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国际资讯监管与政策

缺乏监管的金融科技或将引发下一次市场崩溃

国际资讯监管与政策

缺乏监管的金融科技或将引发下一次市场崩溃

经济大衰退至今已有十年,美国经济却又开始了新一轮繁荣发展。

但有部分行业专家认为,Biz2Credit、Fora Financial、Kabbage、LendingClub、Lendup和OnDeck Capital, Inc.等缺乏监管的金融科技公司或将引发下一次市场崩溃。政府为什么还没有采取行动?因为对新行业监管负责机构的争论尚未结束,尚未确定该由州政府还是联邦政府负责。

七月底,通货审计官办公室(后文简称OCC)宣布接受金融科技公司的全国银行执照申请。与此同时,各州也在积极吸引金融科技公司来申请执照,就在上周,美国国家银行监事协会表示将就OCC向金融科技公司签发全国银行执照的权限提起诉讼。

目前,只有Varo Money一家金融科技公司通过初步批准,可以正式申请OCC执照。

同时,行业专家正全力推动监管落实。来自Federal Financial Analytics的Karen Petrou最近发表了一篇研究论文,认为缺乏监管的金融科技可能会导致又一次大规模市场崩溃。

Petrou写道:

"鉴于金融科技在复原力、复苏、利益冲突、垄断势力和其他各方面几乎处于完全无监管状态,这个不断变化的领域具备与引发上次经济衰退完全一样的缺陷,更令人担忧的是,还有新缺陷。最近一篇论文指出,采用金融科技公司的外壳,将金融风险虚拟化,并不会改变实际风险的根本性质。"

全国联邦保险信用合作社协会(NAFCU)的代表最近在参议院银行业委员会面前就金融科技和监管的状况发表演说,认为金融科技公司应采用与银行相同的监管制度,以防出现不法行为、不公平竞争和经济危害。

在给委员会主席参议员Michael Crapo(爱达荷州共和党)和参议员Sherrod Brown(俄亥俄州民主党)的一封信中,NAFCU的立法事务副主席Brad Thaler说道:

"金融科技会产生与消费者金融数据相关的数据安全问题。例如,金融科技公司允许消费者将多个账户的控制权整合到单个平台上,这就增加了欺诈的风险,同时也不受《金融服务现代化法案》对信用社施加的网络安全检查的约束。"

Thaler提到了金融科技公司用来计算小公司业主和独立借出人的利率的算法缺乏透明度。众议员Emanuel Cleaver(密苏里州民主党)的调查显示,许多金融科技公司最大的客户群体为低收入借款人和有色人种。

Cleaver发现,金融公司通常不会透露自己在计算新的借款人利率时考虑了哪些因素,甚至不会透露自己进行计算的时间,它们选用的因素非常值得怀疑。例如,有些公司会检查社交媒体个人资料。

Petrou表示,这种"不透明性"和问责制的缺乏增加了消费者面临的风险。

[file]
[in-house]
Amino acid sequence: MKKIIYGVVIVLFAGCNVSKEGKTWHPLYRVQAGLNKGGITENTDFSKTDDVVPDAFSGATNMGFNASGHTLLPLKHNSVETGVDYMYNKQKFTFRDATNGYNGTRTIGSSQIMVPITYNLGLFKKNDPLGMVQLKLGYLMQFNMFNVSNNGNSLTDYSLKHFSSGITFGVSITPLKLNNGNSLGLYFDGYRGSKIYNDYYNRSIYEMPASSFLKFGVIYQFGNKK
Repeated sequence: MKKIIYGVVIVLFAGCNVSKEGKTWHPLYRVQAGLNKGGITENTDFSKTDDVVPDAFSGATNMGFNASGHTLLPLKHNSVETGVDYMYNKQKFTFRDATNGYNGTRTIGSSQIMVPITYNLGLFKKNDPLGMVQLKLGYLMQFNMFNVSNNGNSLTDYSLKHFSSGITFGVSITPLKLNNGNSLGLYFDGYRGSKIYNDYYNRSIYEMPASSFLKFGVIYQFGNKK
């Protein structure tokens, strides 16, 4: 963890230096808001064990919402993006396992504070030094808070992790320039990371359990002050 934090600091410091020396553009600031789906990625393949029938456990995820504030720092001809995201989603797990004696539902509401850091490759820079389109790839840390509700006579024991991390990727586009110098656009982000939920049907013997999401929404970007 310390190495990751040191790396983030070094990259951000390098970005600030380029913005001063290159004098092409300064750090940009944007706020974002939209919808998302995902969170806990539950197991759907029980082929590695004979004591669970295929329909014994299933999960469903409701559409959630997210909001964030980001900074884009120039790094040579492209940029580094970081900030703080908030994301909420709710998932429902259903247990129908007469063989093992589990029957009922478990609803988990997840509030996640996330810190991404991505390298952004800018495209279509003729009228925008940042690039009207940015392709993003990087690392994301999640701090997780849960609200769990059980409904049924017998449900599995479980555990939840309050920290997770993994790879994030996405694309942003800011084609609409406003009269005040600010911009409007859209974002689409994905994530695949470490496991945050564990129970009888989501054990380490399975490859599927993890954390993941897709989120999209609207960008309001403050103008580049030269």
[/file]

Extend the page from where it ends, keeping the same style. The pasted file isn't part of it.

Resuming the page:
她写道:"银行也需要仔细记录,然后验证自己的担保和产品供应程序。没有消费者金融保护局来维护威信,也没有适用于金融科技服务的检查或记录要求,这就导致难以对系统进行评估,无法确定问题结果是由市场因素还是不法行为和不当操作造成。"

此外,她表示,"不透明性还会保护交易策略、投资模式和交易处理基础架构,所采用的方法虽然提高了效率,但也增加了利益冲突、复原力、市场关联和结构复原力的问题。"

虽然各州和联邦政府声称针对监管问题展开讨论,但监管争斗背后真正的推动因素是执照收入:如果金融科技公司选择向OCC申请执照,那各州将会损失一大新收入来源。

行业专家认为如果不能很快解决金融科技监管问题,监管争斗可能会造成严重的后果。Petrou认为金融科技公司和垄断之间关系密切,而市场危机也和垄断与寡头密切相关,因此金融科技监管刻不容缓。

Thaler告诉参议院银行业委员会,"金融服务市场上金融科技的兴起带来了新机遇。但是,由于实体兴起的环境缺乏监管或监管力度不够,同时也带来了新的威胁和挑战。"

Ten years after the start of the Great Recession, the U.S. economy is currently booming. But some industry experts fear that, without regulation, financial technology (fintech) companies like Biz2Credit, Fora Financial, Kabbage, LendingClub, Lendup and OnDeck Capital, Inc. could bring about the next market crash.   So why aren’t governments acting? Because of an ongoing debate over who should oversee this new industry– states, or the federal government?

At the end of July, the Office of the Comptroller of the Currency (OCC) announced it would accept applications from fintech companies seeking a national bank charter.  At the same time,  states are wooing fintech companies to charter with them instead, and just last week the Conference of State Bank Supervisors said it intends to sue the OCC over its authority to issue national bank charters to fintech companies.

So far, only one fintech company — Varo Money — has been preliminarily approved to formally apply for an OCC charter.

Meanwhile, industry experts are urgently pushing for regulation. According to one recent research paper by Karen Petrou of Federal Financial Analytics, unregulated fintech could precipitate another major market crash.

Petrou wrote, “Given that (fintech) is almost entirely unregulated with regard to resilience, recovery, conflicts of interest, monopoly power, and pretty much everything else, this changing landscape poses significant risk from exactly the same vulnerabilities that sparked the last debacle and, even more worrisome, from new ones. As a recent paper observes, virtualizing financial risk by housing it in fintech companies does not change the fundamental nature of actual risk.”